High Lending rates – The Banks Are Not To Blame


High Lending rates – The Banks Are Not To Blame

Many of us must have read or heard about this novel called The Gods Are Not To Blame. It was a classical 1968 play and a 1971 novel by Ola Rotimi, a Nigerian Novelist.  An adaptation of the Greek classic Oedipus Rex, the story centers on Odewale, meaning  The Hunter has come home, who is lured into a false sense of security, only to somehow get caught up in a somewhat contagious trail of events.

The Gods Are Not To Blame does not necessarily mean the divinities of the Yoruba traditions; rather it alludes to national, political powers – those that dictate the pace of the world’s politics. The title he says implies that these political ‘figures’ should not be blamed or held responsible for our own failings.

For instance, the very distinction between the oppressing powers on the outside and the local population on the inside is, and was, just as untenable as the difference amongst the communities that the oppressors sought to exploit.

The title of that great novel captures the event of today Ghanaian banking system succinctly.

Traditionally, Banks are agent of economic growth and development. They perform two main functions.  Primary Functions:

(i) Accepting deposits and advancing loans.

And the Secondary functions:

(i) Agency functions, General functions and Developmental functions.

Bank’s Developmental Functions

I will duel a little more on their developmental role because that is our interest in this article.

Banks play a very significant role in the economic development of a country. Banks are like departmental store in financial activities. The financial resources with the banks if used effectively and efficiently can spur economic growth and strengthen financial system of the country through their intermediation role.

The desired Industrial development can only be achieved if entrepreneurs are provided with the needed funds to engage in profitable and productive ventures. The availability of funds can be made possible through banks. The banks help government to allocate resources to competing sectors of the economy in line with government economic policies and the banks’ profitability focus. Sectors like agriculture, service industry, mining, transportation and communication benefits in no small measure from the financial support renders by banks.  Usually, they act as engine of growth and lubricates the oil of economic activities.  In this way, all the sectors of the economy develop leading to a balanced growth in the economy.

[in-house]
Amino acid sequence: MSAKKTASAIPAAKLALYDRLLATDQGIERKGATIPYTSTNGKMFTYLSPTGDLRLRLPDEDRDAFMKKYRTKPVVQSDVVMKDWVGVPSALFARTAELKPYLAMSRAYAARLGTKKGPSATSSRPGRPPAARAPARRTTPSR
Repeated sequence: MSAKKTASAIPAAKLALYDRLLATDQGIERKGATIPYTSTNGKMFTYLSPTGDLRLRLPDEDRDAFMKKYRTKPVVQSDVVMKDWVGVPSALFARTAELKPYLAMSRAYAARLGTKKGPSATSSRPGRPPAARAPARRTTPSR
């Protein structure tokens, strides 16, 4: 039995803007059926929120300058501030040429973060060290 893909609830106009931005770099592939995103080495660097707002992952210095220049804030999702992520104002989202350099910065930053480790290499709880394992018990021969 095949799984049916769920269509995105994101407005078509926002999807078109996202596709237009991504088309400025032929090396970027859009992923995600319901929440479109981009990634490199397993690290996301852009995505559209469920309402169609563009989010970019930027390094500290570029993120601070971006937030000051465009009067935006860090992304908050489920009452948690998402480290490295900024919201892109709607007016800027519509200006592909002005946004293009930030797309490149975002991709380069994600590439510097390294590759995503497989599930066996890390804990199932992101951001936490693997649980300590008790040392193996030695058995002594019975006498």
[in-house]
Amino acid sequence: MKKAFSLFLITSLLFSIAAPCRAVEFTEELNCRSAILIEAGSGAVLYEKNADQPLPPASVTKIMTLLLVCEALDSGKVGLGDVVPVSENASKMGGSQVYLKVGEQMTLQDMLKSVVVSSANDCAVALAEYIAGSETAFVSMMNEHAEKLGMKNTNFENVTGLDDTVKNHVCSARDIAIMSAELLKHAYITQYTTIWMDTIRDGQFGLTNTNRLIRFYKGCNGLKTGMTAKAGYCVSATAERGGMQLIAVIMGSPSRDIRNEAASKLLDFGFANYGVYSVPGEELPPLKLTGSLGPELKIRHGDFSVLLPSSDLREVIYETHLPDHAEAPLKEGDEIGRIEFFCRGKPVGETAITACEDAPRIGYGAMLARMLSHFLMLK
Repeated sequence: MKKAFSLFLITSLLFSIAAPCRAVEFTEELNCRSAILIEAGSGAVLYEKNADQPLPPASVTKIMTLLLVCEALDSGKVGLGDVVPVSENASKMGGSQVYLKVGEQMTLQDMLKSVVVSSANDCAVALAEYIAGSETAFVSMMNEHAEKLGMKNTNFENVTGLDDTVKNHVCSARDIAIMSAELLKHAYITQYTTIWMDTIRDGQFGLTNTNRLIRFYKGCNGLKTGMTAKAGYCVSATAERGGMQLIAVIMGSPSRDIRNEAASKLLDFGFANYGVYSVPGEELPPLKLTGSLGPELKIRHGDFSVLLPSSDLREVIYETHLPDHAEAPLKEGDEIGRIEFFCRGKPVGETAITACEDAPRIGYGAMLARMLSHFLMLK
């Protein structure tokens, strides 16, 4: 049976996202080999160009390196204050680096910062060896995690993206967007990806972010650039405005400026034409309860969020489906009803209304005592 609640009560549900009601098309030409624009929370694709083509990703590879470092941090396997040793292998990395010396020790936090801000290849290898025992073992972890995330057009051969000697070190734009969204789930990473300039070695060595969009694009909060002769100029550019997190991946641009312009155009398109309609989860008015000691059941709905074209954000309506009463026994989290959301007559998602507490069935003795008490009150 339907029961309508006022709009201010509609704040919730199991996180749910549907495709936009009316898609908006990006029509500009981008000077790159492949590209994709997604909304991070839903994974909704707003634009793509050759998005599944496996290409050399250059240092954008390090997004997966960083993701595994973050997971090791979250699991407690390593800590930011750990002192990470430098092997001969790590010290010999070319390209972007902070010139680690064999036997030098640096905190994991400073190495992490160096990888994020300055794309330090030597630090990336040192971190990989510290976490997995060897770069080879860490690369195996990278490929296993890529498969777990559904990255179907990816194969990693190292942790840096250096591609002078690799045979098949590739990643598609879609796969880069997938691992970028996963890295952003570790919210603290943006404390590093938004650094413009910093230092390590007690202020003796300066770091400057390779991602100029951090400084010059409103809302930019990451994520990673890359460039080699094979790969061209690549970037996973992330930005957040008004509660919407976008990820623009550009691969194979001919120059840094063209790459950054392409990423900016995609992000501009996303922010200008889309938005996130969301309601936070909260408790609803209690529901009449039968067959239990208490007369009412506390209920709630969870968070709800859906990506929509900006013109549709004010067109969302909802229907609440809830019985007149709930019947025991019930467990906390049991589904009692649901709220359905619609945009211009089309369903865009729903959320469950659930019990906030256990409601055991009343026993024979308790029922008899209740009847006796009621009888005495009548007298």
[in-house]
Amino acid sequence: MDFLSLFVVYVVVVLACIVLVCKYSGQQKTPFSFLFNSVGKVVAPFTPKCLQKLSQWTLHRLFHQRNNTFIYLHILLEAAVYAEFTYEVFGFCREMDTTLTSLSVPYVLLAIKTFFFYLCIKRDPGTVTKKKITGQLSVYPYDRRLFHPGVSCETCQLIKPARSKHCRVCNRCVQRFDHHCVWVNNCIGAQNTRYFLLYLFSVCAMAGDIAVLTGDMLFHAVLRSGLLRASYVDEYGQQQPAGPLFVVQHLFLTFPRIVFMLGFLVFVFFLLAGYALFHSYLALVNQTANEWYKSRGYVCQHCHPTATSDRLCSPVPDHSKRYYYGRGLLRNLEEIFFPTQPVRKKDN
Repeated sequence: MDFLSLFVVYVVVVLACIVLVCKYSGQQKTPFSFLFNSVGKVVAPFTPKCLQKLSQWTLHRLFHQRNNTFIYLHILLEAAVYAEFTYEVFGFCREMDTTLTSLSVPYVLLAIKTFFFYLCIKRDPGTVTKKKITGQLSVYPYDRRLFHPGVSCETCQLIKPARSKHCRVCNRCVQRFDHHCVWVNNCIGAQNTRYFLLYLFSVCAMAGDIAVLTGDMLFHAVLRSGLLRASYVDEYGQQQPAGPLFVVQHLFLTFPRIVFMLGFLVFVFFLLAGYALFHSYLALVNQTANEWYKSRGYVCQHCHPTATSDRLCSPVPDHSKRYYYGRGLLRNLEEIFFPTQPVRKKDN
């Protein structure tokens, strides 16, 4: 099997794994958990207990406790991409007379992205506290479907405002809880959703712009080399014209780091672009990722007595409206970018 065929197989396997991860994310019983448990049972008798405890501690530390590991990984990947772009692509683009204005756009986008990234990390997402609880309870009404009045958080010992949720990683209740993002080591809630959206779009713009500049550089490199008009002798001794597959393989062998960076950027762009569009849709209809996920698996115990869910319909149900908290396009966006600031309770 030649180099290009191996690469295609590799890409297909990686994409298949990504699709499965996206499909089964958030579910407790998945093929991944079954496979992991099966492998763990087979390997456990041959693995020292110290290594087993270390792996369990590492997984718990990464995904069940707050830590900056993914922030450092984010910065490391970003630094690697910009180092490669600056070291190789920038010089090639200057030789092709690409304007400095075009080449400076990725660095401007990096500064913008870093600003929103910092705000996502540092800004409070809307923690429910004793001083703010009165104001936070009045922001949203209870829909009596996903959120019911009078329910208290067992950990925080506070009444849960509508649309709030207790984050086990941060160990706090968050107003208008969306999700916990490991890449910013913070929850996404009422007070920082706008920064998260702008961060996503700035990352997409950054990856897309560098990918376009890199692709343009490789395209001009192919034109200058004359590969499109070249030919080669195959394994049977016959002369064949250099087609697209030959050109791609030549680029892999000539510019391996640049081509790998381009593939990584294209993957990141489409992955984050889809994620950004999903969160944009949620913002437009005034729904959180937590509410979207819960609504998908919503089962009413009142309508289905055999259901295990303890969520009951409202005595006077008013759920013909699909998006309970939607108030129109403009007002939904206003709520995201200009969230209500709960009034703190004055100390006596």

When banks create credit it will have an effect on domestic prices, incomes, employment and capital accumulation. When banks perform their real functions in the economy, the money market becomes very active and the larger economic feels the direct impact of robust financial system.

Additionally, as financial intermediaries, banks allocate funds between surplus units and borrowers. Banks also provide pricing information regarding the cost of borrowing money. For example, information, such as prevailing mortgage rates on loans of various terms, helps home buyers shop for the best rates. Likewise, businesses can shop for best rates on commercial loans too.

This particular role is still under achieved in our country Ghana. Recently, bank of Ghana came up with new policy directive to all banks that they should publish their base rate in the papers for their customer and public at large to know what their ‘best’ rate is.

If you have been following the developments in the sector, you will notice that there is selective credit granting, some banks even have a blanket ban on loan disbursement. While others ask their customer to provide full cash back for the proposed facility before the bank can consider the credit request of the customer.

Surely, no economy can grow with this unconventional approach to banking business. Beyond the issue of credit granting and economic growth is a fundamental issue of lending rate, even where they decide to grant the credit, you may have to pay the interest through the nose.

Why it is so disheartening is because with multiplicity of banks in the country, we still struggle to know what role they are playing in supporting the development of the economy. Should this be the case in our 21 century banking in Ghana?

If you take a census of banks in the country, we have about 27 Commercial banks, uncountable rural banks, innumerable microfinance houses, savings and loans companies’ limitless, sizeable numbers of money lenders, not to talk of Mortgage Financial Institutions. Despite the multiplicity of these institutions which cannot be less than 500 companies put together in a country of less than 25 million people. We are still battling with the question, which way forward?